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Why small business goals are important

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Why is it important for Small Businesses to set goals?

It should go without saying that every business owner has, at least, a vague set of goals they strive toward. Whether you’re bringing something new to the table or breaking into an established market, goals are the things that drive you. It’s almost impossible to run a successful business without this incentive, especially as a small business owner in modern, highly competitive markets.

Does that mean all businesses have goals?

The short answer is, not really. It’s easy for small business owners to fall headfirst into their rough vision. They typically have a limited number of employees and few initial investors, so there just isn’t that many people to inspire them to create a hard set of goals.

If you already have a business strategy, without goals, it may not be as effective as you think. According to a study published in the Journal of Business Strategy, although small businesses often perceive themselves as successful regardless of the goals they set, goals may actually influence their inherent business strategy. Another study published in the Journal of Small Business and Enterprise Development found that goals are linked to your path of innovation.

One thing is clear, goals are essential to ensuring the cohesion, direction, and possibly even the success, of your business. Here are the top five ways goals can support your small business.

1. Goals Encourage Productive Independent Work  

Regardless of its size or current scope, your business is alive. In a very real and literal sense. If everything is working as it should be, each member should be an efficient and effective asset to your business as a whole. Your employees (which can include Virtual Assistants or Business Partners) will likely require and thrive under a certain level of autonomy. You simply can’t look over their shoulder every moment of the day.

Goals empower you and your team to work under one vision. When you understand your overall objectives, you can make the decisions necessary to achieve them. For example, if your goal is to diversify your product sales, your salespersons can push your outlying products. While if your goal is to slide into a niche market, your salespersons can direct their efforts on specific products.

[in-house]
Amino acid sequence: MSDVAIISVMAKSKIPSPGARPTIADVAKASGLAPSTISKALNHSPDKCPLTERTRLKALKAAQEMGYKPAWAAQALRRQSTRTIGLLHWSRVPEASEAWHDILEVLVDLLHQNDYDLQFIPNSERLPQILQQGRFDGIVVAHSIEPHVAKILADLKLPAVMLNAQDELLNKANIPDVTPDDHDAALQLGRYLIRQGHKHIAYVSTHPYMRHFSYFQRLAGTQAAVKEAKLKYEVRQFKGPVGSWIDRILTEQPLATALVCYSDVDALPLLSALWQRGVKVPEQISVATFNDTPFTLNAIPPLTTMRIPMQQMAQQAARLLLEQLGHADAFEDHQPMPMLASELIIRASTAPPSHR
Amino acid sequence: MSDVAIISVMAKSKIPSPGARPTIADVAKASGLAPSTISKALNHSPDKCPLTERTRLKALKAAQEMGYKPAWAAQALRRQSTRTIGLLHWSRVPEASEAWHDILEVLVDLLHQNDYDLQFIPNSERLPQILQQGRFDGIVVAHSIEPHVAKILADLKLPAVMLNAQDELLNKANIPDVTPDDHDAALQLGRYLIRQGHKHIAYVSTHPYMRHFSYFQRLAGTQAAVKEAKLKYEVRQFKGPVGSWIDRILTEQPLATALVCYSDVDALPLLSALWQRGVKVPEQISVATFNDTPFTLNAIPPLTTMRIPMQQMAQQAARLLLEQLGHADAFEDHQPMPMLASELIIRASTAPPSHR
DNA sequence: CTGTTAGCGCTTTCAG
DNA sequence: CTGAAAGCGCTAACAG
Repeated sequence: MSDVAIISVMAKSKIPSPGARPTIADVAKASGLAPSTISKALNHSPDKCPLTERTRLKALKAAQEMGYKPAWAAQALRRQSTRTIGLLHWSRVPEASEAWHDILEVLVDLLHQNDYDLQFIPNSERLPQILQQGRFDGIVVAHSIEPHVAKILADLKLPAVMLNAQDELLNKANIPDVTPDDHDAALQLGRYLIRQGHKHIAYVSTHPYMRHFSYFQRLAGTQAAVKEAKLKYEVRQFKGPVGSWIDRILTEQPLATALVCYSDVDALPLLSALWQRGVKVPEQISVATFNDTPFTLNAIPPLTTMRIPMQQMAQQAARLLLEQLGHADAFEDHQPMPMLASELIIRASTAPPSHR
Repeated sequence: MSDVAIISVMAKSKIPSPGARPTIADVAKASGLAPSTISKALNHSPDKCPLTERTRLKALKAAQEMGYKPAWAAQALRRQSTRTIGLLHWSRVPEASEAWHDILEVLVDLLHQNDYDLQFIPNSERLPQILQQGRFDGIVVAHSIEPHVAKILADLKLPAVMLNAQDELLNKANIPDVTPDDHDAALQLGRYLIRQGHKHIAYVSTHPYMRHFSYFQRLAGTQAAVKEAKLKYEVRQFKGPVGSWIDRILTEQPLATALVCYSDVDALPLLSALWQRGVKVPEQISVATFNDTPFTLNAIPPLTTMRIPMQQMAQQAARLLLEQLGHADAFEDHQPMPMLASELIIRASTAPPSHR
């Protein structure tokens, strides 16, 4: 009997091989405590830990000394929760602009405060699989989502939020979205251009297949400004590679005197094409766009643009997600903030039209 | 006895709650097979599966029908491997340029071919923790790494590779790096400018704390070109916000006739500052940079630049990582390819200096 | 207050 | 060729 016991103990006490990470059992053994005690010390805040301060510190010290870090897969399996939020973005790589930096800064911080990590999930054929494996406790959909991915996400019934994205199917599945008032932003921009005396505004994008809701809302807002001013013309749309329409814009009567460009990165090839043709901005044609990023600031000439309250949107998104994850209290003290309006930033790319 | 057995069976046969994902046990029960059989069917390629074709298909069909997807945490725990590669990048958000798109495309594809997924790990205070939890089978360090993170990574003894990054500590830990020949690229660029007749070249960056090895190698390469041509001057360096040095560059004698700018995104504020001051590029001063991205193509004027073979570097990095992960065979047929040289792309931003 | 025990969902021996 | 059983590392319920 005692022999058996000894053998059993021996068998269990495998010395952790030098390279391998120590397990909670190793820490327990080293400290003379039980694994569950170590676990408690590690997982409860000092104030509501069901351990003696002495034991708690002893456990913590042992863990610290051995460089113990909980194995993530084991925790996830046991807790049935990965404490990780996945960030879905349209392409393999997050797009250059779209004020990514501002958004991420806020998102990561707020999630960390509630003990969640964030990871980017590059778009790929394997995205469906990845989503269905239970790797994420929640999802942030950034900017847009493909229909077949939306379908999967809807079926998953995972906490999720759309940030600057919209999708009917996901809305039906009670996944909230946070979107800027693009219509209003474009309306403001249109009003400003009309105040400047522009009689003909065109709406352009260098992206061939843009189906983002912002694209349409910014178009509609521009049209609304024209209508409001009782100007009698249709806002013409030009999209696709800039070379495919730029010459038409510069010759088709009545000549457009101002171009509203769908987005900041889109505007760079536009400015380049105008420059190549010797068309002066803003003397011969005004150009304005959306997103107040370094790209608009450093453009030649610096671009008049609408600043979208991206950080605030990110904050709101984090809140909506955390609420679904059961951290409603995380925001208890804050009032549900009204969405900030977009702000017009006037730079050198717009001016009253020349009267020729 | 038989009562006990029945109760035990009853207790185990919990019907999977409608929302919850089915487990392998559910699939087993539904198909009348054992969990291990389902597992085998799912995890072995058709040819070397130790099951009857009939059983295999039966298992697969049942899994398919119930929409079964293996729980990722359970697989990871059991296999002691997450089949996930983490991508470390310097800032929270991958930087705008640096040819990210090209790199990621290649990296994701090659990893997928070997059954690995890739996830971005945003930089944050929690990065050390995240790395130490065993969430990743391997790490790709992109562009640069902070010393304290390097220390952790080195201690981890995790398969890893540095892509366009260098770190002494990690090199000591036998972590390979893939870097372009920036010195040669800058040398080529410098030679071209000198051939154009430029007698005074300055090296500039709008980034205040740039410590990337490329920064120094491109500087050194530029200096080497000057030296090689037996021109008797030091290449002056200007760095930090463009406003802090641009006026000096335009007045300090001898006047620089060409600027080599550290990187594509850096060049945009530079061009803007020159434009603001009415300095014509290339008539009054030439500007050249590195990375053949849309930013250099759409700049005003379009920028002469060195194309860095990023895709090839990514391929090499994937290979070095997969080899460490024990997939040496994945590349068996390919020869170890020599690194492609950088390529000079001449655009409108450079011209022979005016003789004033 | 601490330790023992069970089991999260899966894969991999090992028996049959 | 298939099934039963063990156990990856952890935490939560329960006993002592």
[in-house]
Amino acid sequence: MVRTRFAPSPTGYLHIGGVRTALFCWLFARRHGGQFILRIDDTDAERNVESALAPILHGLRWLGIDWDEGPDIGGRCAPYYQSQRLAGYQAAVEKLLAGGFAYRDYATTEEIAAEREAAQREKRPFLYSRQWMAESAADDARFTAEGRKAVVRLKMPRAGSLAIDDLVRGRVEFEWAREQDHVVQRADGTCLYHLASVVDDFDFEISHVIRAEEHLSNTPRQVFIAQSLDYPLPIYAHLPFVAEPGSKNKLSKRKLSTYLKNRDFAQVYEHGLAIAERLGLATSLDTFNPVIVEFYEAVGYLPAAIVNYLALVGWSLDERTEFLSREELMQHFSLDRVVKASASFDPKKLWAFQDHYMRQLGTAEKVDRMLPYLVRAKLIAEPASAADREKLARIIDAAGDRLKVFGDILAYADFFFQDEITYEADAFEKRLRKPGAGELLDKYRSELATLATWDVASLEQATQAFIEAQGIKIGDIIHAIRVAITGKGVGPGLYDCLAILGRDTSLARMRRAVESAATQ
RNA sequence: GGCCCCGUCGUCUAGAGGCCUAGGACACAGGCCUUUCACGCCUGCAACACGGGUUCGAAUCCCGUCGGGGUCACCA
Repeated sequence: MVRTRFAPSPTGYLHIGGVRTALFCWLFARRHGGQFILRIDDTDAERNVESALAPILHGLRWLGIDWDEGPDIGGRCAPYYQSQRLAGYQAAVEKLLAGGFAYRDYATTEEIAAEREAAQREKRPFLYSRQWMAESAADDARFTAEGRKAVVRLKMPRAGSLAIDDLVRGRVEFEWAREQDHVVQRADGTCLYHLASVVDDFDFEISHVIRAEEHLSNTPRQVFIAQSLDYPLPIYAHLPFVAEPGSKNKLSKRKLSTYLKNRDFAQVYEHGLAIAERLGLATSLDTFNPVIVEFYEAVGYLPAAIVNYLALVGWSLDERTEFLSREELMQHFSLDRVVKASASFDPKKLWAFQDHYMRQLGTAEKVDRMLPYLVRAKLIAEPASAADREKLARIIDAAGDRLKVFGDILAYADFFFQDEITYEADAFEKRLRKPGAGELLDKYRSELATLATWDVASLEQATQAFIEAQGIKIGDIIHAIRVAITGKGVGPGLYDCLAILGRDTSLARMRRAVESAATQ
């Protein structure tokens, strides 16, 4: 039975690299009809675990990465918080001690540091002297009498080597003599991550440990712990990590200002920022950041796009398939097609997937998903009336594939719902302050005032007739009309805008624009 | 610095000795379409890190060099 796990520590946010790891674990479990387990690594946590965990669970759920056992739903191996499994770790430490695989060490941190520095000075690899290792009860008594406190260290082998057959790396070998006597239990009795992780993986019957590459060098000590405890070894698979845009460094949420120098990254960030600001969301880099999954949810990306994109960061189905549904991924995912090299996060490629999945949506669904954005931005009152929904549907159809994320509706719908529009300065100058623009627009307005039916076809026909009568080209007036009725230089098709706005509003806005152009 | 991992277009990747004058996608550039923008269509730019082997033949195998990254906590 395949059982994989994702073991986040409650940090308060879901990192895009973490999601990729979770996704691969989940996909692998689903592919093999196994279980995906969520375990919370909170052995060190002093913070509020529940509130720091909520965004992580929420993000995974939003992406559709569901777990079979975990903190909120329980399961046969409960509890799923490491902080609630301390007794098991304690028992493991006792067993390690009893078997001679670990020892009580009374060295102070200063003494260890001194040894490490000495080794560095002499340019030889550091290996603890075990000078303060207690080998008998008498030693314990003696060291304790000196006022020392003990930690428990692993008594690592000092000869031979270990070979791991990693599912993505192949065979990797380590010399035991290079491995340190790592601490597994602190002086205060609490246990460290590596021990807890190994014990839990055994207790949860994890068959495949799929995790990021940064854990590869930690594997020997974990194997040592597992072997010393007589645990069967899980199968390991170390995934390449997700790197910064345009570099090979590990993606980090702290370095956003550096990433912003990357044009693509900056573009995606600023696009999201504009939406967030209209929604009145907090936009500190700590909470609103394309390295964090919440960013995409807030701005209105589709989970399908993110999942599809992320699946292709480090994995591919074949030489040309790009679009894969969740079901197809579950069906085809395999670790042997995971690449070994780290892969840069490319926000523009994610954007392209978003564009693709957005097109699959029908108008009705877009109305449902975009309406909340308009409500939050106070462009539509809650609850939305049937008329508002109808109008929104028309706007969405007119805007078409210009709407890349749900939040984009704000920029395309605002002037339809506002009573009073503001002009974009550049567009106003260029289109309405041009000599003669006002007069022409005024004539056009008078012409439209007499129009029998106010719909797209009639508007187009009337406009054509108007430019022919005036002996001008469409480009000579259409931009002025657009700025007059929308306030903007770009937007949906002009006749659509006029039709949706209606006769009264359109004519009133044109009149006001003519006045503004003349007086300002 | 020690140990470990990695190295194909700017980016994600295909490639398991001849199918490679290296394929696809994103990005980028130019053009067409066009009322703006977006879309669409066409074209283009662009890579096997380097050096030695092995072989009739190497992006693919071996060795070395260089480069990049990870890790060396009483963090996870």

2. Small business goals facilitate teamwork and company culture

Yes, company culture is a term often thrown around in big corporations, but it’s just as applicable to small businesses. People love working together for a common goal. But without the same goal in mind, they often clash and create a competitive environment. While interesting on paper, it hardly provides a productive work environment.

In order to effectively utilize the abilities your team members can offer, you need to provide an environment where they can efficiently assess the problems they’re meant to tackle. This way each member can bring a new approach to the table, and still end up at the same destination. With this synergy, you can now modify, combine, and experiment amiably with innovative ideas. And so, a new company culture is born!

3. Goals Help You Monitor Your Development 

This may be the most obvious perk of setting a goal, but it should never be overlooked. When you’re starting a new business or revamping an existing business, your days can bleed together. Before you know it, the quarter is over, and you aren’t even sure where you started in the first place. This haze can become the quicksand that traps your business in a sinking slump.